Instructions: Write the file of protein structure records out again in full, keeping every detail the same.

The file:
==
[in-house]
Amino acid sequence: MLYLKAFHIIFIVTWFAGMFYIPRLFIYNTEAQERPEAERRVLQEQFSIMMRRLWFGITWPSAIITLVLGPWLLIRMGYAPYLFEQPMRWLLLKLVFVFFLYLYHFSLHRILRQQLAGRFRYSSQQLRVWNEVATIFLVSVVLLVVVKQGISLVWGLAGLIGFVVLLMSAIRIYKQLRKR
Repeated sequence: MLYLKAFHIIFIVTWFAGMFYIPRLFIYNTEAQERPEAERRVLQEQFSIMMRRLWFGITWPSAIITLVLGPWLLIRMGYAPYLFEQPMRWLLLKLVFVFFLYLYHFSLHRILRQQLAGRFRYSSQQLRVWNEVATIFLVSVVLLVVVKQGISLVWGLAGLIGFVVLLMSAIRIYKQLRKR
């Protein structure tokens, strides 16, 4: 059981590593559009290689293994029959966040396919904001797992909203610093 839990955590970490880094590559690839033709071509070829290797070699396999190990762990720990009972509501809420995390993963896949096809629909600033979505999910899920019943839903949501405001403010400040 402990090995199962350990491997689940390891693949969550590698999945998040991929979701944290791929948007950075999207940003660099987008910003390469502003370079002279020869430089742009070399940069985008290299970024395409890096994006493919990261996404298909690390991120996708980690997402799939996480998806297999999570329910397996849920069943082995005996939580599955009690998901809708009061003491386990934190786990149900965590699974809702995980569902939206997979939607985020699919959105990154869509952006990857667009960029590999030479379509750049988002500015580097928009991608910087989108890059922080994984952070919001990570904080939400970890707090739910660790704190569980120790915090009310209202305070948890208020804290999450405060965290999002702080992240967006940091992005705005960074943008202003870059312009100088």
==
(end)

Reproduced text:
[in-house]
Amino acid sequence: MLYLKAFHIIFIVTWFAGMFYIPRLFIYNTEAQERPEAERRVLQEQFSIMMRRLWFGITWPSAIITLVLGPWLLIRMGYAPYLFEQPMRWLLLKLVFVFFLYLYHFSLHRILRQQLAGRFRYSSQQLRVWNEVATIFLVSVVLLVVVKQGISLVWGLAGLIGFVVLLMSAIRIYKQLRKR
Repeated sequence: MLYLKAFHIIFIVTWFAGMFYIPRLFIYNTEAQERPEAERRVLQEQFSIMMRRLWFGITWPSAIITLVLGPWLLIRMGYAPYLFEQPMRWLLLKLVFVFFLYLYHFSLHRILRQQLAGRFRYSSQQLRVWNEVATIFLVSVVLLVVVKQGISLVWGLAGLIGFVVLLMSAIRIYKQLRKR
């Protein structure tokens, strides 16, 4: 059981590593559009290689293994029959966040396919904001797992909203610093 839990955590970490880094590559690839033709071509070829290797070699396999190990762990720990009972509501809420995390993963896949096809629909600033979505999910899920019943839903949501405001403010400040 402990090995199962350990491997689940390891693949969550590698999945998040991929979701944290791929948007950075999207940003660099987008910003390469502003370079002279020869430089742009070399940069985008290299970024395409890096994006493919990261996404298909690390991120996708980690997402799939996480998806297999999570329910397996849920069943082995005996939580599955009690998901809708009061003491386990934190786990149900965590699974809702995980569902939206997979939607985020699919959105990154869509952006990857667009960029590999030479379509750049988002500015580097928009991608910087989108890059922080994984952070919001990570904080939400970890707090739910660790704190569980120790915090009310209202305070948890208020804290999450405060965290999002702080992240967006940091992005705005960074943008202003870059312009100088």